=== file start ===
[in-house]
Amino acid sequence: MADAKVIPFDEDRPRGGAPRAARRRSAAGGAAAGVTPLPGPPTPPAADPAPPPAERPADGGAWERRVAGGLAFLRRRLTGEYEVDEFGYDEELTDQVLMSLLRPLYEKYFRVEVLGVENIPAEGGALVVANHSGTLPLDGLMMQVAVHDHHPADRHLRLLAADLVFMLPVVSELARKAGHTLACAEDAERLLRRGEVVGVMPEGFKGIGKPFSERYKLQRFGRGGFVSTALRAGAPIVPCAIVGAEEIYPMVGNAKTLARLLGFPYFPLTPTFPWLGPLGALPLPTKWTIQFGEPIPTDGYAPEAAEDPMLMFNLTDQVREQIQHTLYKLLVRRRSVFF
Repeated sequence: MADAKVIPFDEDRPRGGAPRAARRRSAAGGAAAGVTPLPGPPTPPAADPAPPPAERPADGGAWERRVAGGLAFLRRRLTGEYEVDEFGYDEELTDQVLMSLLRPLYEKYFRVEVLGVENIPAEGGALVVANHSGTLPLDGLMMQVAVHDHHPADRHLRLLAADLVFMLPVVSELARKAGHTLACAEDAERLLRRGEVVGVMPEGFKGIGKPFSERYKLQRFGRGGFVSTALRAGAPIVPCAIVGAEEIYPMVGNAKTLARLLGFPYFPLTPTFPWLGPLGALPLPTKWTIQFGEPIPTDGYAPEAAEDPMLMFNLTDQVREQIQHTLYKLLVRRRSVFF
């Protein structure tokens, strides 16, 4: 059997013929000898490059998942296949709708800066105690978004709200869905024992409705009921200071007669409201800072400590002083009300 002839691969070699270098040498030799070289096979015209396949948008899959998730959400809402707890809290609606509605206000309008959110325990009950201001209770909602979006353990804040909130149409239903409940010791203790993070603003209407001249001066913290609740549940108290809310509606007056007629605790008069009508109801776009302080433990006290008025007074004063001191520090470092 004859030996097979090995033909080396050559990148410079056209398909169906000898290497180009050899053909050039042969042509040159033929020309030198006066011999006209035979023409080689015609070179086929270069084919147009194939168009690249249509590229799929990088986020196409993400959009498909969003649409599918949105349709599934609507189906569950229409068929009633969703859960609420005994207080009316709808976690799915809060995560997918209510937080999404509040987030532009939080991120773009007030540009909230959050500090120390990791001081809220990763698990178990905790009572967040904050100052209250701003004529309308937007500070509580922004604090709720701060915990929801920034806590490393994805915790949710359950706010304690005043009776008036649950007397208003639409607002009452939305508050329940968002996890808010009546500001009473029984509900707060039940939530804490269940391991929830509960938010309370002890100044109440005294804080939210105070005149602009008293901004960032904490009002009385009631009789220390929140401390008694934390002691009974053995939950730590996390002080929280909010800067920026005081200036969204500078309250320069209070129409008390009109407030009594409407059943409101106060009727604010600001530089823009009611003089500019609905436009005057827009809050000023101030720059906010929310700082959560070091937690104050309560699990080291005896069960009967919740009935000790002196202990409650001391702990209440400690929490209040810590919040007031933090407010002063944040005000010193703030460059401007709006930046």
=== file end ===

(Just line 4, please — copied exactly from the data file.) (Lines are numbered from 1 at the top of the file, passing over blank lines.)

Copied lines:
């Protein structure tokens, strides 16, 4: 059997013929000898490059998942296949709708800066105690978004709200869905024992409705009921200071007669409201800072400590002083009300 002839691969070699270098040498030799070289096979015209396949948008899959998730959400809402707890809290609606509605206000309008959110325990009950201001209770909602979006353990804040909130149409239903409940010791203790993070603003209407001249001066913290609740549940108290809310509606007056007629605790008069009508109801776009302080433990006290008025007074004063001191520090470092 004859030996097979090995033909080396050559990148410079056209398909169906000898290497180009050899053909050039042969042509040159033929020309030198006066011999006209035979023409080689015609070179086929270069084919147009194939168009690249249509590229799929990088986020196409993400959009498909969003649409599918949105349709599934609507189906569950229409068929009633969703859960609420005994207080009316709808976690799915809060995560997918209510937080999404509040987030532009939080991120773009007030540009909230959050500090120390990791001081809220990763698990178990905790009572967040904050100052209250701003004529309308937007500070509580922004604090709720701060915990929801920034806590490393994805915790949710359950706010304690005043009776008036649950007397208003639409607002009452939305508050329940968002996890808010009546500001009473029984509900707060039940939530804490269940391991929830509960938010309370002890100044109440005294804080939210105070005149602009008293901004960032904490009002009385009631009789220390929140401390008694934390002691009974053995939950730590996390002080929280909010800067920026005081200036969204500078309250320069209070129409008390009109407030009594409407059943409101106060009727604010600001530089823009009611003089500019609905436009005057827009809050000023101030720059906010929310700082959560070091937690104050309560699990080291005896069960009967919740009935000790002196202990409650001391702990209440400690929490209040810590919040007031933090407010002063944040005000010193703030460059401007709006930046």